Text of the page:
Ukraine clings to Bakhmut but time may be running out

Ukrainian soldiers have captured Russian trenches on the frontline near Bakhmut, officials say.

Ukrainian soldiers have captured Russian trenches on the frontline near Bakhmut, officials say. Photo: AAP

Ukrainian forces have hung onto their positions in the ruined eastern city of Bakhmut under constant attack from Russian troops amid signs time might be running out.

Russia believes seizing Bakhmut would open the way to fully controlling the rest of the strategic Donbas industrial region bordering Russia, one of the main objectives of its invasion a year ago on February 24.

Ukraine said Bakhmut has limited strategic value but has nevertheless put up fierce resistance. Not everyone in Ukraine is convinced that defending Bakhmut can go on indefinitely.

“I would not go as far as to say the situation is critical, but it is threatening,” Ukrainian member of parliament Serhiy Rakhmanin said on Ukrainian NV radio on Wednesday night.

“From my standpoint, it is not logical to defend Bakhmut at any cost,” Mr Rakhmanin said.

“But for the moment, Bakhmut will be defended with several aims – firstly, to inflict as many Russian losses as possible and make Russia use its ammunition and resources.”

No lines of defence should be allowed to collapse, Mr Rakhmanin said, and “there are two ways to approach this – an organised retreat or simple flight. And we cannot allow flight to take place under any circumstances.”

A statement on Wednesday night by the General Staff of the Ukrainian Armed Forces said the Russians were attempting to advance on Bakhmut “without interruption” and President Volodymyr Zelensky said his forces “are keeping each sector of the front under control”.

Russian forces were making preparations for new attacks in central Zaporizhzhia region and on the southern front in Kherson region, the military statement said. More than 40 towns and villages were shelled, it said, including the regional centre of Kherson and other towns on the west bank of the Dnipro River, abandoned by Russian forces in November.

Reuters was unable to immediately verify the latest battlefield accounts.

Thousands of civilians remain inside the ruined city of Bakhmut from a pre-war population of around 70,000.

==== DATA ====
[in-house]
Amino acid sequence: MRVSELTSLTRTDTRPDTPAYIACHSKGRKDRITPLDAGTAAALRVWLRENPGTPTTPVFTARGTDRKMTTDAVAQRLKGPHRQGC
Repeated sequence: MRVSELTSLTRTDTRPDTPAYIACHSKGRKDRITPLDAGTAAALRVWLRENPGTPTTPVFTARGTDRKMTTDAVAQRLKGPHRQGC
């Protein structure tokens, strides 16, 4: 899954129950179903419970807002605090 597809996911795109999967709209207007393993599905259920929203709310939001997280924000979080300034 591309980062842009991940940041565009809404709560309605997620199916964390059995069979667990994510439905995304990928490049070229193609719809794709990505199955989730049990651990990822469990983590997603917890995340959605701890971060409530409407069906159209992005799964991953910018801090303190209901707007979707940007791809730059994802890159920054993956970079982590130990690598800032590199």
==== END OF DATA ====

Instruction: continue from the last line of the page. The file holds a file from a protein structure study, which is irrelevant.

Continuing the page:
The war took centre stage on the eve of a G20 foreign ministers’ meeting in New Delhi with the European Union foreign policy chief saying its success would be measured by what it could do to help end the conflict.

Ukrainians and Russians traditionally mark March 1 as the start of spring. Already, frozen ground has melted at the front, ushering in the season of sucking black mud – “bezdorizhzhia” in Ukrainian, “rasputitsa” in Russian – that has been notorious in military history for destroying attacking armies.

“Winter is over. It was a very difficult one and every Ukrainian, without exaggeration, felt the difficulties,” President Zelensky said in his nightly video message, delivered after a meeting devoted to energy issues.

“But we managed to provide Ukraine with energy and heat. The threat to the energy system remains. And work goes on to ensure the energy system keeps functioning.”

Russia mounted regular waves of missile strikes on power stations in what Ukraine said was a calculated strategy to destroy the morale of civilians.

Ukraine and its Western allies describe Russia’s war as unprovoked with the aim of crushing its European-leaning neighbour, which like Russia was part of the Moscow-dominated Soviet Union until its 1991 break-up.

Russia accuses the West of provoking what it calls its “special military operation” to eliminate security threats, and of prolonging the conflict by backing the Kyiv government with weapons.

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